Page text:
where prices are higher and real GDP=potential GDP. Page 7 of 26 ©Prep101 www.prep101.com/freestuff Use the following figure to answer question 16:
Price
level LAS1 LAS0 LAS2 F
E
C D
A I
B
H
AD2
G
AD1 AD0
Real GDP Q16. Assume an economy initially is in fullemployment equilibrium at point A.
Assume there is a sudden increase in aggregate supply. In response to this shock,
the central bank cuts the money supply by 50 %. Right after the cut in the money
supply, there is another supply shock—this time, the productivity decreases and the
effect on the economy is much stronger than the initial supply shock. If real
business cycle theory is correct, where will the economy move? a)
b)
c)
d)
e) The economy will move from point A to point F
The economy will move from point A to point I
The economy will mover from point A to point D
The economy will mover from point A to point G
None of the above Solution: b) The economy will move from point A to point I
Initial shock LAS0 to LAS2, move from A to B
Money cut AD0 to AD1, move from B to G
Second shock LAS2 to LAS1, move from G to I
Feedbackrule policy makes price level fluctuations more severe Page 8 of 26 ©Prep101 www.prep101.com/freestuff Use the following graph to answer question 17 (assume there are no exports or imports in
the economy):
Aggregate
Planned
Expenditure 45 degree line AE=C+I+G Real GDP
Y1 Y2 Y3 Q17. Currently real GDP is equal to Y1. Which of the following describes best how the
aggregate expenditure will converge to equilibrium? a) Inventories will decrease, firms will increase output and real GDP will increase
from Y1 to Y2.
b) Inventories will decrease, firms will increase output and real GDP will increase
from Y1 to Y3.
c) Inventories will increase, firms will increase output and real GDP will increase
from Y1 to Y2.
d) Inventories will increase, firms will increase output and real GDP will increase
from Y1 to Y3.
e) At Y1, the economy is in equilibrium and no changes in aggregate expenditure
will take place.
Solution: a) Inventories will decrease, firms will increase output and real GDP will
increase from Y1 to Y2.
When real GDP is less than the aggregate planned expenditure, there is an unplanned
decrease in inventories. Firms increase production and GDP increases. This continues
until real GDP equals the aggregate planned expenditure at Y2 and the unplanned
inventory changes are zero. Page 9 of 26 ©Prep101 www.prep101.com/freestuff Q18. Suppose the exchange rate is 80 Japanese yen per Canadian dollar. If a Sony
DVD recorder sells for 16,000 yen in Tokyo, what is the dollar price of the DVD
recorder? a)
b)
c)
d)
e) $100
$120
$140
$165
$200 Solution: e) $200
1 CAD=80 yen 16,000 yen = 16,000 / 80 =200 CAD Q19. If income decreases by $400 as a result of a decrease in investment by $50, then
the
a) Slope of the aggregate planned expenditure curve is 0.5
b) Slope of the aggregate planned expenditure curve is 0.75
c) Slope of the aggregate planned expenditure curve is 0.125
d) Slope of the aggregate planned expenditure curve is 0.875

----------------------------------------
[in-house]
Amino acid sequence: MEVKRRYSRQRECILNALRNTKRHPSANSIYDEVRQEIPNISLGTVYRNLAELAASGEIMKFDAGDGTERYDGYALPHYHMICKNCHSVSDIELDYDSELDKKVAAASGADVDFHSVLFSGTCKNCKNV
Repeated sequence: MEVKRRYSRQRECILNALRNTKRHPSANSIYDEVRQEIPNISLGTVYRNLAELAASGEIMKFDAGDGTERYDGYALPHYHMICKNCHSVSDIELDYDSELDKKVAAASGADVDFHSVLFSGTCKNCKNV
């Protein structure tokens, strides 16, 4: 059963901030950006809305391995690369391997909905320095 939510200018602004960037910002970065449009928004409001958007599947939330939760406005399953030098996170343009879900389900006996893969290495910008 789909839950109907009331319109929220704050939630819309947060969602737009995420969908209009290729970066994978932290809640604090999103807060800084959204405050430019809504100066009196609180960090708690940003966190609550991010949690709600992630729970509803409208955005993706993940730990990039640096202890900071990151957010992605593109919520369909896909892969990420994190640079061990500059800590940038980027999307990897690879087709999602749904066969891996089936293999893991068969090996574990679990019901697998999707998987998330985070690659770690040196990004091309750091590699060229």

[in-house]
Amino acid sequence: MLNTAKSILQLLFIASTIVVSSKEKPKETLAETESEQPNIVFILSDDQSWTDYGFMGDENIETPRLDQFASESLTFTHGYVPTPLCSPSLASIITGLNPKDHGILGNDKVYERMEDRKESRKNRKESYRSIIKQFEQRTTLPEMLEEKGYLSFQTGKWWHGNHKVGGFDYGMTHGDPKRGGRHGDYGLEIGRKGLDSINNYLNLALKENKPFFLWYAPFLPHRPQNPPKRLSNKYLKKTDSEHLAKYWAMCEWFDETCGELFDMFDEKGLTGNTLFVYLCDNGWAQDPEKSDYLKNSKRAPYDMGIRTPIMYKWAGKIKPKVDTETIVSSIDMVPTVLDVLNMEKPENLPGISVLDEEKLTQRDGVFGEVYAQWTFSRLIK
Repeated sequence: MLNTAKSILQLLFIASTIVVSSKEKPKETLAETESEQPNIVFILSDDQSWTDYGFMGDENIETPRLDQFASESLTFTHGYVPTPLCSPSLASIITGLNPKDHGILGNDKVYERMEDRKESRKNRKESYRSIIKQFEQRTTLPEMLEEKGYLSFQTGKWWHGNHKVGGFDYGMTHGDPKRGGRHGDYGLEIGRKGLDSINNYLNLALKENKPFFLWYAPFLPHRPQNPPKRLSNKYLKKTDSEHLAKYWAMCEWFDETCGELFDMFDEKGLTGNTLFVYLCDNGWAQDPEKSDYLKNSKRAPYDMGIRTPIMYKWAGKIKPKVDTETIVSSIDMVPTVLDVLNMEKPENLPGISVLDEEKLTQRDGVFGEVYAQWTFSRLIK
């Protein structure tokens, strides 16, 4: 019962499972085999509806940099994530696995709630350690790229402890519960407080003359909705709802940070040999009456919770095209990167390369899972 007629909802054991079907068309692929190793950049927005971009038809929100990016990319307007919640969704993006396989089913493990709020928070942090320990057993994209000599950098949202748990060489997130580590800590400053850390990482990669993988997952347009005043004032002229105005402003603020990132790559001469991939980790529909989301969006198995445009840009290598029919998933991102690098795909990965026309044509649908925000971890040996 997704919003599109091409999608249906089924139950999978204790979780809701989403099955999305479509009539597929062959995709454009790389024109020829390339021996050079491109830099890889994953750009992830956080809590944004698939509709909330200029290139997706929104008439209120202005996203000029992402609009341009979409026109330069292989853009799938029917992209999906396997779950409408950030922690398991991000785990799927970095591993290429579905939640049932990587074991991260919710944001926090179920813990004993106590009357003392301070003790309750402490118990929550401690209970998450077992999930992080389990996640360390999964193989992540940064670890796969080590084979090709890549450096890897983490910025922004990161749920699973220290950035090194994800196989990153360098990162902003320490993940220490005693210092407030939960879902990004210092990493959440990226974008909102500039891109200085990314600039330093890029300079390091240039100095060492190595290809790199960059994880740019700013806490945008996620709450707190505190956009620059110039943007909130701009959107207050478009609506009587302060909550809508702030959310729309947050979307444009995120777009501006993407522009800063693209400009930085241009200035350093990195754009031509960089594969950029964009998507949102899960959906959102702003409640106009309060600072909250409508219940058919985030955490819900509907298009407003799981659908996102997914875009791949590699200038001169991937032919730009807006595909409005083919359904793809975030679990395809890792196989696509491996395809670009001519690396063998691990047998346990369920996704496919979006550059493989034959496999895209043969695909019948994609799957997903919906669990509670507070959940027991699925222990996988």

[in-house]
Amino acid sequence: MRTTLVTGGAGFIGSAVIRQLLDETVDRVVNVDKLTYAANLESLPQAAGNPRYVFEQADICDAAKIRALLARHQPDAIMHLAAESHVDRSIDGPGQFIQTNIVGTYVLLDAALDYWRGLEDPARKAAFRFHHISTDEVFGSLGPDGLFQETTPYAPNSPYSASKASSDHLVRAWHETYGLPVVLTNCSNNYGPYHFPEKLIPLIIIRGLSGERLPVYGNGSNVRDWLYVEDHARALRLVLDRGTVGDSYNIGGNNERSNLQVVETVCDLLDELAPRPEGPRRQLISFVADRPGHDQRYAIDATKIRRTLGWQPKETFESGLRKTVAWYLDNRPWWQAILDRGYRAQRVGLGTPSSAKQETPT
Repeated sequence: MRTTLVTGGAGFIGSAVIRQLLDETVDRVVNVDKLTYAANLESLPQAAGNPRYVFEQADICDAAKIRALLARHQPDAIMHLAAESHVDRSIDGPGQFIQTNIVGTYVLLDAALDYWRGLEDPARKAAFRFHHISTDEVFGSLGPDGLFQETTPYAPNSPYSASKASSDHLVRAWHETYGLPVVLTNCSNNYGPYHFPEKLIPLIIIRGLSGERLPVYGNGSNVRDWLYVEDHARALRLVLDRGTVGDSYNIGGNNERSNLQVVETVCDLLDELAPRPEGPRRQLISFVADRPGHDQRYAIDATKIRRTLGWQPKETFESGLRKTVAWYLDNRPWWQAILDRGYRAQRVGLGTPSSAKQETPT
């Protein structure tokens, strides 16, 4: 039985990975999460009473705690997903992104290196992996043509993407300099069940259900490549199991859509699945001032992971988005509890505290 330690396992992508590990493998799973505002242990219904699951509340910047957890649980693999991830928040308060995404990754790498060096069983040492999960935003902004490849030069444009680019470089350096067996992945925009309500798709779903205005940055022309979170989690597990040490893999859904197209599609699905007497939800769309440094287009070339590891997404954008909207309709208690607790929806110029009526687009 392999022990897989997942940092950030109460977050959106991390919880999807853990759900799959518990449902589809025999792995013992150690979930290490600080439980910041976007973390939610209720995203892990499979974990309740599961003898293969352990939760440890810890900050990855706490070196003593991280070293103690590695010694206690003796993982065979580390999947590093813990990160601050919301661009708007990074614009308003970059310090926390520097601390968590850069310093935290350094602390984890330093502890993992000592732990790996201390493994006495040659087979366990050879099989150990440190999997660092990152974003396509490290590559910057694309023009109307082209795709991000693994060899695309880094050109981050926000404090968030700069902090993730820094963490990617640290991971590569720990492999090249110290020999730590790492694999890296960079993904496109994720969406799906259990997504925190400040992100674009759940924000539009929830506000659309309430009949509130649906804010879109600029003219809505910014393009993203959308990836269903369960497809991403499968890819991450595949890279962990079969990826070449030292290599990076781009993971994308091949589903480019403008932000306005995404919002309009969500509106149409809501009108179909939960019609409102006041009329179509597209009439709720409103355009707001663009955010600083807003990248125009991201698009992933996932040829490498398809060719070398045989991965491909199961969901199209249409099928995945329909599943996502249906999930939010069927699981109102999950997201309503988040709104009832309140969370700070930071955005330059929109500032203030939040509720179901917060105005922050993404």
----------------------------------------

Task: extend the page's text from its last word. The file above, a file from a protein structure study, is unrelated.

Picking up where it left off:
e) None of the above
Solution: d) Slope of the aggregate planned expenditure curve is 0.875
Change in Income = {1/ (1slope of AE)} * change in Investment
{1/ (1slope of AE)} = Change in Income / change in Investment
Slope of AE =1  1 / (Change in Income / change in Investment) = 1  1/ 8=0.875 Q20. If the price level falls and the aggregate planned expenditure curve shifts up, what
will happen to the aggregate demand curve?
a)
b)
c)
d)
e) There will be a rightward movement along the aggregate demand curve
There will be a leftward movement along the aggregate demand curve
The aggregate demand curve will shift to the right
The aggregate demand curve will shift to the left
The aggregate demand curve will shift to the right and then to the left Solution: a) There will be a rightward movement along the aggregate demand curve
Recall that the AD curve depicts a relationship between the price level and the quantity
demanded. When prices fall, more goods and services are demanded—a rightward
movement along the AD curve. Assume a country has a consumption function of C = 5 + 0.4Y, and an import function of
M = 0.2Y. Further assume that investment is 5, government expenditure is 14, and
exports is 2. Use this information to answer questions 21 and 22. Page 10 of 26 ©Prep101 www.prep101.com/freestuff Q21. What is the aggregate expenditure function? a)
b)
c)
d)
e) AE = 19 + 0.4Y
AE = 26 + 0.2Y
AE = 21 + 0.6Y
AE = 30 + 0.8Y
AE = 42  0.2Y Solution: b) 26 + 0.2Y
AE = C + I + G + (X – M) = 5 + 0.4Y + 5 + 14 + 2 – 0.2Y= 26 + 0.2Y Q22. If the marginal propensity to consume increases by a factor of two (twofold
increase), what is the new aggregate expenditure function? a)
b)
c)
d)
e) AE = 26 + 1.1Y
AE = 30 + 0.8Y
AE = 21 + 0.7Y
AE =26 + 0.6Y
AE = 26  0.7Y Solution: d) 26 + 0.6Y
C=a +b*YD= a+b*(Yt*Y)= a+ b*(1t)*Y
If b increases 2 times, b*(1t) increases 2 times.
C = 5 + 0.4Y changes to C = 5 + 0.8Y
AE = C + I + G + (X – M) = 5 + 0.8Y + 5 + 14 + 2 – 0.2Y= 26 + 0.6Y Q23. If the structural deficit is $20 billion, potential GDP is a)
b)
c)